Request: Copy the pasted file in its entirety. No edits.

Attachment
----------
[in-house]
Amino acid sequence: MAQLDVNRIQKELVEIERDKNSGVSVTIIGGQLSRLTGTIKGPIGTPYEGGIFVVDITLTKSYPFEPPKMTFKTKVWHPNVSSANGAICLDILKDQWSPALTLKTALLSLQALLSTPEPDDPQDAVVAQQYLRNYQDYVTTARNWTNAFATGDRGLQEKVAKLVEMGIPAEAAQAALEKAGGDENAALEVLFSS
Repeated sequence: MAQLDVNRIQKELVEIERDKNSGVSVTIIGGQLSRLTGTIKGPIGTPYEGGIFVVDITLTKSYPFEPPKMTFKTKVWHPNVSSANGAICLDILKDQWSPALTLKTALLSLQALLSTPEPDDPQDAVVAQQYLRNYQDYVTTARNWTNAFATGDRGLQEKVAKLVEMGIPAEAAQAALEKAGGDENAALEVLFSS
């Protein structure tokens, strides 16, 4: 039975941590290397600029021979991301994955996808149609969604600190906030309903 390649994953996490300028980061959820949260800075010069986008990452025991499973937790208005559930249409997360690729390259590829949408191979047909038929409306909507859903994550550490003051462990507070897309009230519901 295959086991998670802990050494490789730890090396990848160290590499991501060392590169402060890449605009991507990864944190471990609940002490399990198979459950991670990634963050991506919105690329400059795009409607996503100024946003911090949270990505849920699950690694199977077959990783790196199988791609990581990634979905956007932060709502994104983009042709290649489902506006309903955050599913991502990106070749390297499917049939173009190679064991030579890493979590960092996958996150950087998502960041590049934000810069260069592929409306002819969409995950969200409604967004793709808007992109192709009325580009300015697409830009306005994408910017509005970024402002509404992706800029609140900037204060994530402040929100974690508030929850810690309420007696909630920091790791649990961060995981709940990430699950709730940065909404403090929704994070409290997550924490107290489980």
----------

[in-house]
Amino acid sequence: MAQLDVNRIQKELVEIERDKNSGVSVTIIGGQLSRLTGTIKGPIGTPYEGGIFVVDITLTKSYPFEPPKMTFKTKVWHPNVSSANGAICLDILKDQWSPALTLKTALLSLQALLSTPEPDDPQDAVVAQQYLRNYQDYVTTARNWTNAFATGDRGLQEKVAKLVEMGIPAEAAQAALEKAGGDENAALEVLFSS
Repeated sequence: MAQLDVNRIQKELVEIERDKNSGVSVTIIGGQLSRLTGTIKGPIGTPYEGGIFVVDITLTKSYPFEPPKMTFKTKVWHPNVSSANGAICLDILKDQWSPALTLKTALLSLQALLSTPEPDDPQDAVVAQQYLRNYQDYVTTARNWTNAFATGDRGLQEKVAKLVEMGIPAEAAQAALEKAGGDENAALEVLFSS
């Protein structure tokens, strides 16, 4: 039975941590290397600029021979991301994955996808149609969604600190906030309903 390649994953996490300028980061959820949260800075010069986008990452025991499973937790208005559930249409997360690729390259590829949408191979047909038929409306909507859903994550550490003051462990507070897309009230519901 295959086991998670802990050494490789730890090396990848160290590499991501060392590169402060890449605009991507990864944190471990609940002490399990198979459950991670990634963050991506919105690329400059795009409607996503100024946003911090949270990505849920699950690694199977077959990783790196199988791609990581990634979905956007932060709502994104983009042709290649489902506006309903955050599913991502990106070749390297499917049939173009190679064991030579890493979590960092996958996150950087998502960041590049934000810069260069592929409306002819969409995950969200409604967004793709808007992109192709009325580009300015697409830009306005994408910017509005970024402002509404992706800029609140900037204060994530402040929100974690508030929850810690309420007696909630920091790791649990961060995981709940990430699950709730940065909404403090929704994070409290997550924490107290489980």